When Wang be­gan ex­plor­ing the realm of mod­ern fig­ure paint­ing, he rec­og­nized this prob­lem. By study­ing a series of his­tor­i­cal fig­ure paint­ings, he grad­u­ally de­vised a method to solve it. Dis­ap­pear­ing Foot­steps, a work com­pleted in 1984, most dis­tinctly em­bod­ies his achieve­ments dur­ing this era.

Af­ter the mid-1980s, Wang’s un­der­stand­ing of the tra­di­tional cul­tural spirit as well as the unique con­cepts and skills of Chi­nese paint­ing deep­ened ex­po­nen­tially. New artis­tic pur­suits and dras­tic changes in artis­tic style can eas­ily be pin­pointed in his work dur­ing this pe­riod of time.

In a series of his­tor­i­cal fig­ure paint­ings rep­re­sented by China’s

Rev­o­lu­tion­ary Lead­ers and Lu Xun (1881-1936, con­tem­po­rary Chi­nese

writer and thinker), he placed more fo­cus on in­creas­ing the ex­pres­sive force of the lines and the role of void in the lay­out, strate­gies more in line with free­hand brush­work and tra­di­tional Chi­nese cul­tural spirit. He con­cealed re­al­ism while al­low­ing it to still be felt, es­pe­cially in char­ac­ter-shap­ing.

Wang Xi­jing at­tributes the change in style to the ac­cu­mu­la­tion of prac­ti­cal ex­pe­ri­ences and a new un­der­stand­ing of Chi­nese paint­ing. From a wider per­spec­tive, it is the log­i­cal evo­lu­tion of Chi­nese paint­ing that com­bines “old” (an­cient Chi­nese paint­ing tra­di­tion in­clud­ing literati paint­ing) and “new” (tra­di­tion since the May Fourth Move­ment).

We must face the fact that con­tem­po­rary Chi­nese fig­ure paint­ings are rooted in the pro­found tra­di­tion of Chi­nese cul­ture and art. How­ever, this does not mean that we should sim­ply cling to the old way, but in­stead draw im­por­tant nour­ish­ment from pro­found cul­tural tra­di­tions such as literati paint­ing. New-style re­al­is­tic fig­ure paint­ings must re­flect the Chi­nese spirit.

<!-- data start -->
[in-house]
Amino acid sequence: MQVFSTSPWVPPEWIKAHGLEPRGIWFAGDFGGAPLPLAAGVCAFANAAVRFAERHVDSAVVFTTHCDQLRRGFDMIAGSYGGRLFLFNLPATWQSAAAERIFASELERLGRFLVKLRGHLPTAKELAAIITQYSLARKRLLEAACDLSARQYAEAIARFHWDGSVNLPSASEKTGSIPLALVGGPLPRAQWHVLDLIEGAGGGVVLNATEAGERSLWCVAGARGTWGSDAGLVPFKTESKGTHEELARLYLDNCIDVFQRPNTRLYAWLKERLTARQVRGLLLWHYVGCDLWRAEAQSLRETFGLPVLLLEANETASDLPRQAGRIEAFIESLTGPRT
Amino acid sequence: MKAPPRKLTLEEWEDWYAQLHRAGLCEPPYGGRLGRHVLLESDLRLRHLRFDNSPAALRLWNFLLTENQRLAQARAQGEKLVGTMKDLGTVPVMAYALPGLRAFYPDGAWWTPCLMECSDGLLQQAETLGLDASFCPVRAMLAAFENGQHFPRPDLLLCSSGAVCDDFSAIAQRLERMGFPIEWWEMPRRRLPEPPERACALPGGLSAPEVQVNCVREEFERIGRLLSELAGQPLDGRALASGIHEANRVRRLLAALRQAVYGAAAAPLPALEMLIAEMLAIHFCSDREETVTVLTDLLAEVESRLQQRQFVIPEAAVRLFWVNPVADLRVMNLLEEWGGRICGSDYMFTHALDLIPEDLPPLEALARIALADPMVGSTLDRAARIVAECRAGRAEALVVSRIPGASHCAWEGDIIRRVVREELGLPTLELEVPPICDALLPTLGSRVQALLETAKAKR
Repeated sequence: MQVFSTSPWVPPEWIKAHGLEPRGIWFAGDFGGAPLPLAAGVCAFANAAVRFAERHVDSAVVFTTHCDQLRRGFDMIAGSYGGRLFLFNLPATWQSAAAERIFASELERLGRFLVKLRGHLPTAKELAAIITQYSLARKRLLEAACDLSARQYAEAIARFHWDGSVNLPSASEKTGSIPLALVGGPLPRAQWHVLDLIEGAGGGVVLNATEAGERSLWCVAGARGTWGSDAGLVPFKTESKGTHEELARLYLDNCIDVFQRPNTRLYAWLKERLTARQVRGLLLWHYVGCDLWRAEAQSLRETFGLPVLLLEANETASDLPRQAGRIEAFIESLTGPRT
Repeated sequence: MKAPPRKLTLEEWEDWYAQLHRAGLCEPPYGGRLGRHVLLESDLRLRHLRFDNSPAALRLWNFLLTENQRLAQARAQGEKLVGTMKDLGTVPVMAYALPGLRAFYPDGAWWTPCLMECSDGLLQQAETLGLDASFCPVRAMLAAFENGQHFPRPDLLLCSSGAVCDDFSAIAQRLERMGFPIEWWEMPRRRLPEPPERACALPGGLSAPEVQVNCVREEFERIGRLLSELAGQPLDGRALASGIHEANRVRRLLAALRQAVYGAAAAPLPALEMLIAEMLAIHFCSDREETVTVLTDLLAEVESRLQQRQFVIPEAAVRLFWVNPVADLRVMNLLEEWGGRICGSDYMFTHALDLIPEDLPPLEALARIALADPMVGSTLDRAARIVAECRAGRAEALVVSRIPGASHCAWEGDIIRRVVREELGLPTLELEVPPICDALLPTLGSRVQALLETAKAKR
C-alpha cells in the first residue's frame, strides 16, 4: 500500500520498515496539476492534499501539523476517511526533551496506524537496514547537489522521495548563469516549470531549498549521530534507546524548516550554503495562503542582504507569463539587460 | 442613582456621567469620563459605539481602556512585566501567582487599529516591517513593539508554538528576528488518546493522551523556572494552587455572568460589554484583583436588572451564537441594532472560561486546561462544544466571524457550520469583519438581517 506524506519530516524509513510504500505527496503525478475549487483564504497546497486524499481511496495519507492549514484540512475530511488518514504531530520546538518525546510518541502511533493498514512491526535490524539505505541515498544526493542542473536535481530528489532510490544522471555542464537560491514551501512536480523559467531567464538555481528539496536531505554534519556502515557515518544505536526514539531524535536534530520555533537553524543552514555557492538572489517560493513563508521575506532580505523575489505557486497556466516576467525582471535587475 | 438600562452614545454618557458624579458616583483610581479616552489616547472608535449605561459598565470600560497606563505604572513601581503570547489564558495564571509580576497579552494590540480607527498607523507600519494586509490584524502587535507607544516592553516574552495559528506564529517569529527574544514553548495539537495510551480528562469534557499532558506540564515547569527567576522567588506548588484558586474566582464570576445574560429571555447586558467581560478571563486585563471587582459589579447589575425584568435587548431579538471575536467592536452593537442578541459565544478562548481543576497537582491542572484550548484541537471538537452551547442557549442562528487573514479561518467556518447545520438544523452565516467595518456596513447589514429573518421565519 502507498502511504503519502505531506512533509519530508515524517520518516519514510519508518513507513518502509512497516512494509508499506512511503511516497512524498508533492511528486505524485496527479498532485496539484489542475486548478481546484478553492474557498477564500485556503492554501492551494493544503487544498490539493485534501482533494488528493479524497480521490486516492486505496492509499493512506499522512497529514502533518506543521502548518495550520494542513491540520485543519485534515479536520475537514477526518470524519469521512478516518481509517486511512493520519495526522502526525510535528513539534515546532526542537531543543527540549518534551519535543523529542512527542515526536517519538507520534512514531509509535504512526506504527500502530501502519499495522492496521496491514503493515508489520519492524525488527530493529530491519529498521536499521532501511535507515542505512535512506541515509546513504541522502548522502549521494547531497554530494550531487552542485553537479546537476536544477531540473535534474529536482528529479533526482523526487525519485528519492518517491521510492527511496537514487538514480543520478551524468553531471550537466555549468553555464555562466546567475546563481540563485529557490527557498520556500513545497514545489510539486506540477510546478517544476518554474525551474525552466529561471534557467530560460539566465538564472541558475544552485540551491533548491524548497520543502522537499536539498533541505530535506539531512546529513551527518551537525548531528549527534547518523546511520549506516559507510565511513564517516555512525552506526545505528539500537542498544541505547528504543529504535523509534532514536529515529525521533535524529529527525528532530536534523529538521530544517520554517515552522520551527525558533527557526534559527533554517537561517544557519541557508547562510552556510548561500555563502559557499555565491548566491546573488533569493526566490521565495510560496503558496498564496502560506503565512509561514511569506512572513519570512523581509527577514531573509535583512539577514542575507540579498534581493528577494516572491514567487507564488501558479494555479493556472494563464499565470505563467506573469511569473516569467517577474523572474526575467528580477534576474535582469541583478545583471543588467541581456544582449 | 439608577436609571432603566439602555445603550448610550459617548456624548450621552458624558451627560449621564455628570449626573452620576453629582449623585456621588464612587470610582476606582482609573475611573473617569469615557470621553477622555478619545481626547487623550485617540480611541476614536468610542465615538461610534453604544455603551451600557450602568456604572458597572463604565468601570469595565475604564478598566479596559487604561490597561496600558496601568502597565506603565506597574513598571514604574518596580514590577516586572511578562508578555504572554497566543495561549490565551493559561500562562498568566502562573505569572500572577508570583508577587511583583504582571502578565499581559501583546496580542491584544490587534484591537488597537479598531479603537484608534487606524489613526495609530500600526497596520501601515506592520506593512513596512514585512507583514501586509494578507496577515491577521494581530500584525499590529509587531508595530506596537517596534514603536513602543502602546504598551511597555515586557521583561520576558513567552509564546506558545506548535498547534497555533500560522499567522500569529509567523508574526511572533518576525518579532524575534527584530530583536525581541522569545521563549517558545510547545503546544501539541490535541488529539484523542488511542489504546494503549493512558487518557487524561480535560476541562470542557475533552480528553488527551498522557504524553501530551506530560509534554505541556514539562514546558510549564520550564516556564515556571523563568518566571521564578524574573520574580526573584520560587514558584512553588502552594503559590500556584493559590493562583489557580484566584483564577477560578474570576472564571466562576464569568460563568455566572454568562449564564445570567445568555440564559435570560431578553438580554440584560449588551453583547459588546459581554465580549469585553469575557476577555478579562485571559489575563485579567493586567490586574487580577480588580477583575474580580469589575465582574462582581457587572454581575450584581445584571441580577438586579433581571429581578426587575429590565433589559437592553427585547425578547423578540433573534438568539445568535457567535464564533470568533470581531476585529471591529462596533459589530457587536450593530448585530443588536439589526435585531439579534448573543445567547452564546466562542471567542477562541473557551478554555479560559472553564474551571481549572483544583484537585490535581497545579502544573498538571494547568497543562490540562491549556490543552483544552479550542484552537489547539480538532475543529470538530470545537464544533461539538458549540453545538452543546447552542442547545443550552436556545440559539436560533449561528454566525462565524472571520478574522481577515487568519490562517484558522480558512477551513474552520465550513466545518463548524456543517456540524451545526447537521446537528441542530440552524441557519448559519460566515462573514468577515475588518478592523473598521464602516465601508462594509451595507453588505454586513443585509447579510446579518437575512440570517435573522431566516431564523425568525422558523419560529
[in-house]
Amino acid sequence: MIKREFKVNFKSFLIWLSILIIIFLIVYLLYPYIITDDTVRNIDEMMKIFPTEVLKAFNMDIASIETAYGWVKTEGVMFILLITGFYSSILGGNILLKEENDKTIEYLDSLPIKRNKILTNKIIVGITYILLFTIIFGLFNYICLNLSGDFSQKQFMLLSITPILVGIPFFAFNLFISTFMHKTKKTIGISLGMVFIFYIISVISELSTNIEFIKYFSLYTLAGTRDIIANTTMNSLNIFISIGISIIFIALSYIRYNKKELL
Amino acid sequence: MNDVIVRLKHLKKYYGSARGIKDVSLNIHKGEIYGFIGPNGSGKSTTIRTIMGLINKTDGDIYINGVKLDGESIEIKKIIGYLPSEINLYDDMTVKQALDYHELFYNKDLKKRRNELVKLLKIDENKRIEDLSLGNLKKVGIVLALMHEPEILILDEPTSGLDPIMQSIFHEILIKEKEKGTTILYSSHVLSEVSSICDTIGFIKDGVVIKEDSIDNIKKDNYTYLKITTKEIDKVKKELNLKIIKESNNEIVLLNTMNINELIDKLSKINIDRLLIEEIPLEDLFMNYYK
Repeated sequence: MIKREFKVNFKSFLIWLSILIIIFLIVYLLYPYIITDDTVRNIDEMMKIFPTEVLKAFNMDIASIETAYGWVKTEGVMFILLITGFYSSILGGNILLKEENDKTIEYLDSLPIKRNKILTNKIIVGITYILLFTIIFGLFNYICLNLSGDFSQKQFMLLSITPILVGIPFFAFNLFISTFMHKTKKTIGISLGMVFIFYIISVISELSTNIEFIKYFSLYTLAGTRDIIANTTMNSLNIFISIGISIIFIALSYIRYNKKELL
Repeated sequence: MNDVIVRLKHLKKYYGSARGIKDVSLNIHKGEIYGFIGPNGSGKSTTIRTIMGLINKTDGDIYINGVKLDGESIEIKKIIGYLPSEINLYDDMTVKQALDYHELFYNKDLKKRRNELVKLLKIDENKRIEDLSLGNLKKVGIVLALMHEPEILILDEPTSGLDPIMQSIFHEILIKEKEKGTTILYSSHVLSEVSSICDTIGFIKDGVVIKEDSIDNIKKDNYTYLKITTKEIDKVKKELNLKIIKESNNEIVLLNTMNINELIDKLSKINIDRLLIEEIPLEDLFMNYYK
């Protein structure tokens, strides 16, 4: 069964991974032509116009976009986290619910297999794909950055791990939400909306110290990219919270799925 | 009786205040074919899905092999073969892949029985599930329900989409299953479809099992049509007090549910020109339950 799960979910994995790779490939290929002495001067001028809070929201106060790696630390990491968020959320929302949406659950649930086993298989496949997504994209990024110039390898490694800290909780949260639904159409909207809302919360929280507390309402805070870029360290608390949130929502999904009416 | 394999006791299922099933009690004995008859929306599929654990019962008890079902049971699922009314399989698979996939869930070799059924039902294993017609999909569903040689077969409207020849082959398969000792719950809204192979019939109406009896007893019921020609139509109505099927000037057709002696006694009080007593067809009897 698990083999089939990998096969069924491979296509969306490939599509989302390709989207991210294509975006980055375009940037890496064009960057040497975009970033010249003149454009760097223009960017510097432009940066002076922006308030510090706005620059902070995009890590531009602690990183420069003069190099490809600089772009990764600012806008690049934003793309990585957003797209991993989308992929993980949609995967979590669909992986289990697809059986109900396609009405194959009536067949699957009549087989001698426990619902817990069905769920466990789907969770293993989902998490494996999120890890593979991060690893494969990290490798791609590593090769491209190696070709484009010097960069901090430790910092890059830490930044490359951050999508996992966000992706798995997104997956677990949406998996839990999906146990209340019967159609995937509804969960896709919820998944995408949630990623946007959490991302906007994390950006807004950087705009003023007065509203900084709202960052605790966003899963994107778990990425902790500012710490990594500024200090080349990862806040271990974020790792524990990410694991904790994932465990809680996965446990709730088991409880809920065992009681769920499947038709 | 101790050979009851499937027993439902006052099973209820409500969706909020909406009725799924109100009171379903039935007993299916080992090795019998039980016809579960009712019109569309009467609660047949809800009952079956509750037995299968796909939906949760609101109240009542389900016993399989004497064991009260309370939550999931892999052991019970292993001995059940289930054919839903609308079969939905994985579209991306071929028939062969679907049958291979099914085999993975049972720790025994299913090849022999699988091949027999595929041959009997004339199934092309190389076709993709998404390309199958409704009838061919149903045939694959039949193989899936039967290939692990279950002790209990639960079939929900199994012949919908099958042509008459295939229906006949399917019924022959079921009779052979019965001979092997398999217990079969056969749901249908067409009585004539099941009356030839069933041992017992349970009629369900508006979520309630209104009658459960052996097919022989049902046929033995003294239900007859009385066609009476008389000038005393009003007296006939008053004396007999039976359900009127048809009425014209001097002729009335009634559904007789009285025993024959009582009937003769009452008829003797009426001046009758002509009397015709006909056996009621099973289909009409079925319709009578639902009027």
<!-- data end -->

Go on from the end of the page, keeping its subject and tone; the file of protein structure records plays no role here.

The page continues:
Wang Xi­jing clearly grasps the essence of the prob­lem and se­ri­ously con­sid­ers the im­por­tant con­cepts of “Chi­nese tra­di­tion,” “time” and “per­son­al­ity.”

This is why the change in his paint­ing style is nat­u­ral. We can see that many of his fig­ure paint­ings fea­ture an­cient literati or po­ets and place par­tic­u­lar at­ten­tion on the us­age of tra­di­tional ink paint­ing tech­niques. More im­por­tantly, these paint­ings fea­ture the most dis­tinc­tive char­ac­ter­is­tics of Wang Xi­jing: fresh style and el­e­gant, vivid and ro­bust im­ages.

By deeply un­der­stand­ing the phi­los­o­phy, style and skills of tra­di­tional Chi­nese art while main­tain­ing a broad cul­tural vi­sion, Wang Xi­jing has de­vel­oped the be­lief that an artist should make ef­forts to bridge tra­di­tional and

mod­ern arts. To create mod­ern Chi­nese paint­ing art, he is con­stantly think­ing and cre­at­ing. Some of his works have tran­scended the scope of fig­ure paint­ing, show­ing artis­tic con­cep­tion with con­cise, im­plicit or even ob­scure tech­niques, re­flect­ing his feel­ings about life, his­tory and the uni­verse. He is ded­i­cated to ex­plor­ing the in­fi­nite pos­si­bil­i­ties of free­hand brush­work in Chi­nese ink and wash paint­ing.

Spring in the Air, 170×126cm, 2017

An Old Su­danese Man, 126×100cm, 2017

Amma, 121×94cm, 2017.

Ea­gle (Kaza­khstan), 137×144cm, 2017.